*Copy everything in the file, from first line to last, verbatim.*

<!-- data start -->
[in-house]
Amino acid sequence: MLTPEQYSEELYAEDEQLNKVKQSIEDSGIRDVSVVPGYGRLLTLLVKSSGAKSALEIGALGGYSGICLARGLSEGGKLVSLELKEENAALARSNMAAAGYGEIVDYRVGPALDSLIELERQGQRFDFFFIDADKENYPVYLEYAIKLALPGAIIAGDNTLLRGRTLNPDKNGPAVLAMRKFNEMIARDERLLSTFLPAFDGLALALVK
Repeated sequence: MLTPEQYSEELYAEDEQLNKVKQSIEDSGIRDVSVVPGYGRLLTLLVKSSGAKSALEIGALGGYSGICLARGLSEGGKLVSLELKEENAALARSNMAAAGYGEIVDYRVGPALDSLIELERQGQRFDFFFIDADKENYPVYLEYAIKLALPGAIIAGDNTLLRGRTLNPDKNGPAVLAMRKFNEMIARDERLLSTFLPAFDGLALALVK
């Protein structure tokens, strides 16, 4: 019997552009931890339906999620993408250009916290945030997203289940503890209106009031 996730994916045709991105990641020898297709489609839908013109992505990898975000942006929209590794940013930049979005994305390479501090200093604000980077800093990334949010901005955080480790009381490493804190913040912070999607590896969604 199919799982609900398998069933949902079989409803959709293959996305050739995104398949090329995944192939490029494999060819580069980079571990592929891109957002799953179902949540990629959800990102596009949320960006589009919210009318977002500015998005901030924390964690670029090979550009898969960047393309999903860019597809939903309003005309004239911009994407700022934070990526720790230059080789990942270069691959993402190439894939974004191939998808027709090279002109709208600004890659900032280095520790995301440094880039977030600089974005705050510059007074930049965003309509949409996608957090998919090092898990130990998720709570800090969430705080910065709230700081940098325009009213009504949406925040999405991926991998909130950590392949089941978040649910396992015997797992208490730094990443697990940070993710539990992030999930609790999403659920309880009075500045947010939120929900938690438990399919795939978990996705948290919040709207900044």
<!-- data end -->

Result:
[in-house]
Amino acid sequence: MLTPEQYSEELYAEDEQLNKVKQSIEDSGIRDVSVVPGYGRLLTLLVKSSGAKSALEIGALGGYSGICLARGLSEGGKLVSLELKEENAALARSNMAAAGYGEIVDYRVGPALDSLIELERQGQRFDFFFIDADKENYPVYLEYAIKLALPGAIIAGDNTLLRGRTLNPDKNGPAVLAMRKFNEMIARDERLLSTFLPAFDGLALALVK
Repeated sequence: MLTPEQYSEELYAEDEQLNKVKQSIEDSGIRDVSVVPGYGRLLTLLVKSSGAKSALEIGALGGYSGICLARGLSEGGKLVSLELKEENAALARSNMAAAGYGEIVDYRVGPALDSLIELERQGQRFDFFFIDADKENYPVYLEYAIKLALPGAIIAGDNTLLRGRTLNPDKNGPAVLAMRKFNEMIARDERLLSTFLPAFDGLALALVK
């Protein structure tokens, strides 16, 4: 019997552009931890339906999620993408250009916290945030997203289940503890209106009031 996730994916045709991105990641020898297709489609839908013109992505990898975000942006929209590794940013930049979005994305390479501090200093604000980077800093990334949010901005955080480790009381490493804190913040912070999607590896969604 199919799982609900398998069933949902079989409803959709293959996305050739995104398949090329995944192939490029494999060819580069980079571990592929891109957002799953179902949540990629959800990102596009949320960006589009919210009318977002500015998005901030924390964690670029090979550009898969960047393309999903860019597809939903309003005309004239911009994407700022934070990526720790230059080789990942270069691959993402190439894939974004191939998808027709090279002109709208600004890659900032280095520790995301440094880039977030600089974005705050510059007074930049965003309509949409996608957090998919090092898990130990998720709570800090969430705080910065709230700081940098325009009213009504949406925040999405991926991998909130950590392949089941978040649910396992015997797992208490730094990443697990940070993710539990992030999930609790999403659920309880009075500045947010939120929900938690438990399919795939978990996705948290919040709207900044």